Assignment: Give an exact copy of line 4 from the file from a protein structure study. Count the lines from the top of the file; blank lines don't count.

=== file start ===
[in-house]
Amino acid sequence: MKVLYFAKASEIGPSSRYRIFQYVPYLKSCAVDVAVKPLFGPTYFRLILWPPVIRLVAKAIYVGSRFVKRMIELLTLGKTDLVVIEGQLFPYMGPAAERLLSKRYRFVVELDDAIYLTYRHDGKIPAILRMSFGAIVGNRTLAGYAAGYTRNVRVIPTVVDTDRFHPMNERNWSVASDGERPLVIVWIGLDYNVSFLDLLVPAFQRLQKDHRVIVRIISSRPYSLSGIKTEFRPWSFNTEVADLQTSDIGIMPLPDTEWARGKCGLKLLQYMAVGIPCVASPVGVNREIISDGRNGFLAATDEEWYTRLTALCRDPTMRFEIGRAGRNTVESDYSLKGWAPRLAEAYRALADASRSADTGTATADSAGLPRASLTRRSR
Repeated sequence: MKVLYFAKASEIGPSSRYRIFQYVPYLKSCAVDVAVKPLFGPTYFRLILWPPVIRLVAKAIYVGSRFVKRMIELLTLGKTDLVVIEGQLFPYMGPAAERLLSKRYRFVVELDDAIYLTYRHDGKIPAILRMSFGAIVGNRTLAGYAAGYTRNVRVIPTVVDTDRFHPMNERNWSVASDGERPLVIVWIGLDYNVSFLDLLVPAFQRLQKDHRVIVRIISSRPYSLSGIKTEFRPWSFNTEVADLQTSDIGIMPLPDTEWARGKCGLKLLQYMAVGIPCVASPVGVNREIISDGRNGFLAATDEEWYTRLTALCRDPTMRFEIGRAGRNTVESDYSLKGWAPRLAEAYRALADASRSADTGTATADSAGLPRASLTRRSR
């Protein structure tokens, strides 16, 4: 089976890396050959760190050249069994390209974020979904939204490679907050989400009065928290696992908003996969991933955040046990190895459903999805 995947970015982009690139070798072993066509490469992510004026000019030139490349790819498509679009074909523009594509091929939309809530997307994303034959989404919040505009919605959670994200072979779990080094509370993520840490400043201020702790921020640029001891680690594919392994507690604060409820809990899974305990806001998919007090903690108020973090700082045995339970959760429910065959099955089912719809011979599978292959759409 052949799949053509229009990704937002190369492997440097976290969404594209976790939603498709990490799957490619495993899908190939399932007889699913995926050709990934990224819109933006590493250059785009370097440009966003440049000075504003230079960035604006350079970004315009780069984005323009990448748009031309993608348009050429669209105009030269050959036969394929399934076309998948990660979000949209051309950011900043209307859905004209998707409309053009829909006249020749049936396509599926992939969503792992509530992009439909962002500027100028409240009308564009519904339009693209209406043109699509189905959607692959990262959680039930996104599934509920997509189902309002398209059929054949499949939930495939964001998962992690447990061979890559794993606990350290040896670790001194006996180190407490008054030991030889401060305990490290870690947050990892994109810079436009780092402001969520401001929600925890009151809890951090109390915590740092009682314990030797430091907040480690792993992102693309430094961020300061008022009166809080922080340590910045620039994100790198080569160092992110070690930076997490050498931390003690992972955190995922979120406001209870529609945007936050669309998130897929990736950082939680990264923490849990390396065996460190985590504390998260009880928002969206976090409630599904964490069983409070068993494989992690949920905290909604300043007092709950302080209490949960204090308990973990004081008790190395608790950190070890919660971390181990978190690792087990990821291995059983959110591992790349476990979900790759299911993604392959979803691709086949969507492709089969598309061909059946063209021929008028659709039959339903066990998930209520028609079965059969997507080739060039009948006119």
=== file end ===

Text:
């Protein structure tokens, strides 16, 4: 089976890396050959760190050249069994390209974020979904939204490679907050989400009065928290696992908003996969991933955040046990190895459903999805 995947970015982009690139070798072993066509490469992510004026000019030139490349790819498509679009074909523009594509091929939309809530997307994303034959989404919040505009919605959670994200072979779990080094509370993520840490400043201020702790921020640029001891680690594919392994507690604060409820809990899974305990806001998919007090903690108020973090700082045995339970959760429910065959099955089912719809011979599978292959759409 052949799949053509229009990704937002190369492997440097976290969404594209976790939603498709990490799957490619495993899908190939399932007889699913995926050709990934990224819109933006590493250059785009370097440009966003440049000075504003230079960035604006350079970004315009780069984005323009990448748009031309993608348009050429669209105009030269050959036969394929399934076309998948990660979000949209051309950011900043209307859905004209998707409309053009829909006249020749049936396509599926992939969503792992509530992009439909962002500027100028409240009308564009519904339009693209209406043109699509189905959607692959990262959680039930996104599934509920997509189902309002398209059929054949499949939930495939964001998962992690447990061979890559794993606990350290040896670790001194006996180190407490008054030991030889401060305990490290870690947050990892994109810079436009780092402001969520401001929600925890009151809890951090109390915590740092009682314990030797430091907040480690792993992102693309430094961020300061008022009166809080922080340590910045620039994100790198080569160092992110070690930076997490050498931390003690992972955190995922979120406001209870529609945007936050669309998130897929990736950082939680990264923490849990390396065996460190985590504390998260009880928002969206976090409630599904964490069983409070068993494989992690949920905290909604300043007092709950302080209490949960204090308990973990004081008790190395608790950190070890919660971390181990978190690792087990990821291995059983959110591992790349476990979900790759299911993604392959979803691709086949969507492709089969598309061909059946063209021929008028659709039959339903066990998930209520028609079965059969997507080739060039009948006119």